Originally Posted by kladue
Not a good idea to operate near the trip point on the breaker, better to be operating at 80% maximum rating on a continuous basis because of heating inside breaker and enclosure. Here is a link to a page describing why that is standard practice http://ecmweb.com/mag/electric_sizing_circuit_breaker/
I firmly believe this is a piece of information that is severely distorted in many ways. The link posted quotes the supposed NEC info that does not exist in the current NEC code. The post you quoted was from 1996 and it in now 2011 with many code changes in between.
Another thought: The 80% rule, often quoted, applies to multi drop outlet circuits. It does NOT apply to a single drop outlet, i.e. a single circuit outlet for a dryer, range or some other single outlet receptacle. With a single outlet circuit, the current draw can be at or near the limit of the breaker without issue, standard breaker or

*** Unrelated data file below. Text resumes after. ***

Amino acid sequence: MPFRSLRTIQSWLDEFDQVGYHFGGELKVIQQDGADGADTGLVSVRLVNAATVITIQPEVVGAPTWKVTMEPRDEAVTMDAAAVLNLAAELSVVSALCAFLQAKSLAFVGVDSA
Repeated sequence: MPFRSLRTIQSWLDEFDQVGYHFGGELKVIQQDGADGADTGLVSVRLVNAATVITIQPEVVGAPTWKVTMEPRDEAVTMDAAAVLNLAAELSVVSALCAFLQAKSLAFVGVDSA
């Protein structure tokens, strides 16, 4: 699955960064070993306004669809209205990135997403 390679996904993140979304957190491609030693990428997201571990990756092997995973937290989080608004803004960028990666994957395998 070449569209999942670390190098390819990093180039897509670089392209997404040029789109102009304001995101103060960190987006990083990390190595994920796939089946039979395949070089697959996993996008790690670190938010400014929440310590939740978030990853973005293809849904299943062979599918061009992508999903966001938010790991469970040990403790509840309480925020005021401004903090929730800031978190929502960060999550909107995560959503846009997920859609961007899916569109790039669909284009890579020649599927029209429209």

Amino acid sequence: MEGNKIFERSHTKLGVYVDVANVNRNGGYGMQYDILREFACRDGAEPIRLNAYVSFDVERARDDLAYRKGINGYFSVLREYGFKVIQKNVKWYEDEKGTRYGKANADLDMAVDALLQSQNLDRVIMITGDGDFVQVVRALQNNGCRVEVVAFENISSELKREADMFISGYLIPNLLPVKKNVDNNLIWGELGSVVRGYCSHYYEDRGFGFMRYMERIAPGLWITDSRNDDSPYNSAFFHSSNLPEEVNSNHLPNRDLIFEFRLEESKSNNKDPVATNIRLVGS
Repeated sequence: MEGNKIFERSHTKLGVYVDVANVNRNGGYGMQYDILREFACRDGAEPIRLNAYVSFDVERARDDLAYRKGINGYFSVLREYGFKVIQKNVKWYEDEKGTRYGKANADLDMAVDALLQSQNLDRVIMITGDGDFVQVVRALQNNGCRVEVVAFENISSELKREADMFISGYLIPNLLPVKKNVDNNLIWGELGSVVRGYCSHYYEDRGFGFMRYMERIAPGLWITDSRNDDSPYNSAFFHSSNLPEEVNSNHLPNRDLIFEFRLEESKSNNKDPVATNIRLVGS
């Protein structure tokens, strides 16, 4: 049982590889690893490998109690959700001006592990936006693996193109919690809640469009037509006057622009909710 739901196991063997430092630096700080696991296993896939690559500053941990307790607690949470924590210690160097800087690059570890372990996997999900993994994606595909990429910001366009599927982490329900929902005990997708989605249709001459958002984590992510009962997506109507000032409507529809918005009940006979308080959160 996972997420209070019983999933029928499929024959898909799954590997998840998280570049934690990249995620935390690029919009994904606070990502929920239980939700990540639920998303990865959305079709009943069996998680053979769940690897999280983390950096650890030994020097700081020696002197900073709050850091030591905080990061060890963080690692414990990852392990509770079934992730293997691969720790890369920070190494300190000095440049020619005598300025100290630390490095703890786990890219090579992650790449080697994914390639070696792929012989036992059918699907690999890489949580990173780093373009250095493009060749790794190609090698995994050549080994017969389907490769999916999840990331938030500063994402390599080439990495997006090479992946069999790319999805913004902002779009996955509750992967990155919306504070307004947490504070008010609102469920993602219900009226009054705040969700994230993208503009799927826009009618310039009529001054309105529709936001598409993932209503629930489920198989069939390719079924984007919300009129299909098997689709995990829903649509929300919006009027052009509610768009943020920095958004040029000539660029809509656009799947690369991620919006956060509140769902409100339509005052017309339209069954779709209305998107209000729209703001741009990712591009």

GFCI. Also, the 80% rule in the code applies to the architect, builder and the electrician ......it does not apply to the home owner using his home. It is a design and build issue.
You would expect an "electrician" to know their stuff, but, a lot of them do not. Info is frequently pulled out of their - - never mind.
BTW, do you have the current NEC code manual?
You want to learn more? Do a check up on Arc Fault Breakers. Or, for that matter, check on today's code for GFCI circuits and where they must
be implemented. Things have changed dramatically - but - a lot of them do not apply unless the facility has been wired since the particular code change was implemented.
For example: You have a home that was wired in 1938. Is knob and tube wiring in it ok today?
Rant over - I'm done.